Win 51–2–2 United Kingdom Alan Minter TKO 3 (15), 1:45 1980-09-27 United Kingdom Wembley Arena, Wembley, London Won WBC, WBA & The Ring Middleweight titles.
Win 50–2–2 Mexico Marcos Geraldo UD 10 1980-05-17 United States Caesars Palace, Las Vegas, Nevada
Win 49–2–2 United States Bobby Watts TKO 2 (10) 1980-04-19 United States Cumberland County Civic Center, Portland, Maine
Win 48–2–2 Algeria Loucif Hamani KO 2 (10), 1:42 1980-02-16 United States Cumberland County Civic Center, Portland, Maine
Draw 47–2–2 Italy Vito Antuofermo PTS 15 1979-11-30 United States Caesars Palace, Las Vegas, Nevada For WBC, WBA & The Ring Middleweight titles.
Win 46–2–1 Argentina Norberto Rufino Cabrera RTD 8 (10) 1979-06-30 Monaco Esplanade de Fontvieille, Monte Carlo
Win 45–2–1 United States Jamie Thomas TKO 3 (10) 1979-05-26 United States Cumberland County Civic Center, Portland, Maine
Win 44–2–1 United States Bob Patterson TKO 3 (10) 1979-03-12 United States Providence Civic Center, Providence, Rhode Island
Win 43–2–1 United States Sugar Ray Seales TKO 1 (10), 1:26 1979-02-03 United States Boston Garden, Boston, Massachusetts
Win 42–2–1 United States Willie Warren TKO 7 (10) 1978-11-11 United States Boston Garden, Boston, Massachusetts
Win 41–2–1 United States Bennie Briscoe UD 10 1978-08-24 United States The Spectrum, Philadelphia, Pennsylvania
Win 40–2–1 United Kingdom Kevin Finnegan TKO 7 (10) 1978-05-13 United States Boston Garden, Boston, Massachusetts
Win 39–2–1 United States Doug Demmings TKO 8 (10) 1978-04-07 United States Grand Olympic Auditorium, Los Angeles, California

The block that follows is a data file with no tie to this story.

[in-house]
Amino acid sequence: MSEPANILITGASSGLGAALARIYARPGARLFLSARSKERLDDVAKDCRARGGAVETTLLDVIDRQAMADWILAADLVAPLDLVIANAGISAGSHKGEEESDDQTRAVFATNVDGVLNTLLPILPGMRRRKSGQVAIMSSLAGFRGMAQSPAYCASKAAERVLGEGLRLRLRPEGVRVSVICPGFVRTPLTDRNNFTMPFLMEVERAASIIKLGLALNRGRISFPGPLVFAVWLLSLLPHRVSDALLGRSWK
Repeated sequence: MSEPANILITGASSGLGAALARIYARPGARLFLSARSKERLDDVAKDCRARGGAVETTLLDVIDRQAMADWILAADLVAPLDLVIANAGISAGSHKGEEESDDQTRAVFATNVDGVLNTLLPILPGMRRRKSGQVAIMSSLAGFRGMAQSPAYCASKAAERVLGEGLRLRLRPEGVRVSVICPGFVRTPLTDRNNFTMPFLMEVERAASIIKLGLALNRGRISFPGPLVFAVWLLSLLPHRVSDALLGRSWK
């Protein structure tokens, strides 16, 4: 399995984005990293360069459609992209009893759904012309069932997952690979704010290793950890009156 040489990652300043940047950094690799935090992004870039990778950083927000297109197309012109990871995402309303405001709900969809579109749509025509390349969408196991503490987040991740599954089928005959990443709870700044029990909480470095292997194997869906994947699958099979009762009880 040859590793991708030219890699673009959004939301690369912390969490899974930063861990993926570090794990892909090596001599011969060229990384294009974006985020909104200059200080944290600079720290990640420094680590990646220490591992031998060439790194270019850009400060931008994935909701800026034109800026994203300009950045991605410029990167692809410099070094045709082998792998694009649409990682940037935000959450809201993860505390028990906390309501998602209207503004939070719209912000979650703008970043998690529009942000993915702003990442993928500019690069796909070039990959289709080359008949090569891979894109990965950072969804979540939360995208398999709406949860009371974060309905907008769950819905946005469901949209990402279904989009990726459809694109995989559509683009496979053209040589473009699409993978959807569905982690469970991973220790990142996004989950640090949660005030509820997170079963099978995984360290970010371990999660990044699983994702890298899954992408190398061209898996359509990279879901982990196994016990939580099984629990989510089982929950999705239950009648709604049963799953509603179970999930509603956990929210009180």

Win 38–2–1 United Kingdom Kevin Finnegan TKO 9 (10) 1978-03-04 United States Boston Garden, Boston, Massachusetts
Win 37–2–1 United States Mike Colbert TKO 12 (15) 1977-11-26 United States Boston Garden, Boston, Massachusetts Won vacant Massachusetts Middleweight title.
Win 36–2–1 Canada Jim Henry UD 10) 1977-10-15 United States Marvel Gymnasium, Providence, Rhode Island
Win 35–2–1 United States Ray Phillips TKO 7 (10), 1:11) 1977-09-24 United States Boston Garden, Boston, Massachusetts
Win 34–2–1 United States Willie Monroe TKO 2 (10), 1:46) 1977-08-23 United States The Spectrum, Philadelphia, Pennsylvania Won vacant North American Middleweight title.
Win 33–2–1 United States Roy Jones TKO 3 (10), 2:10) 1977-06-10 United States Hartford Civic Center, Hartford, Connecticut
Win 32–2–1 Guyana Reggie Ford KO 3 (10), 2:14) 1977-03-16 United States Boston Arena, Boston, Massachusetts
Win 31–2–1 United States Willie Monroe TKO 12 (12), 1:20) 1977-02-15 United States Hynes Auditorium, Boston, Massachusetts
Win 30–2–1 United States George Davis TKO 6 (10), 2:56) 1976-12-21 United States Hynes Auditorium, Boston, Massachusetts